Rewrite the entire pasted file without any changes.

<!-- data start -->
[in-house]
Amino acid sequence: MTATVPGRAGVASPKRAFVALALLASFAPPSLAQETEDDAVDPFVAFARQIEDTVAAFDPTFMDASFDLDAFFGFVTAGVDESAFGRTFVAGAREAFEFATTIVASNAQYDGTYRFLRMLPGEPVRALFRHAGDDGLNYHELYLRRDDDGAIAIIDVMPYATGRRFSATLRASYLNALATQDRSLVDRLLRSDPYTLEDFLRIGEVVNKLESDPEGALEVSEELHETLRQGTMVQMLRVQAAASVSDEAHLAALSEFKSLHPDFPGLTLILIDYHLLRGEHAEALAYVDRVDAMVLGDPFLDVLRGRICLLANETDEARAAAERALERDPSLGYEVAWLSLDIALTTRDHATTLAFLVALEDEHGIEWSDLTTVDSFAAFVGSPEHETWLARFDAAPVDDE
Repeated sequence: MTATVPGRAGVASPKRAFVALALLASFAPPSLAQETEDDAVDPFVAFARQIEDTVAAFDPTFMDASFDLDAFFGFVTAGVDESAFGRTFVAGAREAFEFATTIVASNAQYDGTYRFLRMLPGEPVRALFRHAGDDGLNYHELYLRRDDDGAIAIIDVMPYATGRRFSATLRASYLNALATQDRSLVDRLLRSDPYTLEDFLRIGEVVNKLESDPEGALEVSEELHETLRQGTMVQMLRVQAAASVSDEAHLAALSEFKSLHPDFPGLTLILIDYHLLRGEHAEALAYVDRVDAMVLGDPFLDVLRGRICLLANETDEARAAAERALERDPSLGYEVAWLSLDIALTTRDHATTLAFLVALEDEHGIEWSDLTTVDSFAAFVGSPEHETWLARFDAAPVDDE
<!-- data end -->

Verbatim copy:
[in-house]
Amino acid sequence: MTATVPGRAGVASPKRAFVALALLASFAPPSLAQETEDDAVDPFVAFARQIEDTVAAFDPTFMDASFDLDAFFGFVTAGVDESAFGRTFVAGAREAFEFATTIVASNAQYDGTYRFLRMLPGEPVRALFRHAGDDGLNYHELYLRRDDDGAIAIIDVMPYATGRRFSATLRASYLNALATQDRSLVDRLLRSDPYTLEDFLRIGEVVNKLESDPEGALEVSEELHETLRQGTMVQMLRVQAAASVSDEAHLAALSEFKSLHPDFPGLTLILIDYHLLRGEHAEALAYVDRVDAMVLGDPFLDVLRGRICLLANETDEARAAAERALERDPSLGYEVAWLSLDIALTTRDHATTLAFLVALEDEHGIEWSDLTTVDSFAAFVGSPEHETWLARFDAAPVDDE
Repeated sequence: MTATVPGRAGVASPKRAFVALALLASFAPPSLAQETEDDAVDPFVAFARQIEDTVAAFDPTFMDASFDLDAFFGFVTAGVDESAFGRTFVAGAREAFEFATTIVASNAQYDGTYRFLRMLPGEPVRALFRHAGDDGLNYHELYLRRDDDGAIAIIDVMPYATGRRFSATLRASYLNALATQDRSLVDRLLRSDPYTLEDFLRIGEVVNKLESDPEGALEVSEELHETLRQGTMVQMLRVQAAASVSDEAHLAALSEFKSLHPDFPGLTLILIDYHLLRGEHAEALAYVDRVDAMVLGDPFLDVLRGRICLLANETDEARAAAERALERDPSLGYEVAWLSLDIALTTRDHATTLAFLVALEDEHGIEWSDLTTVDSFAAFVGSPEHETWLARFDAAPVDDE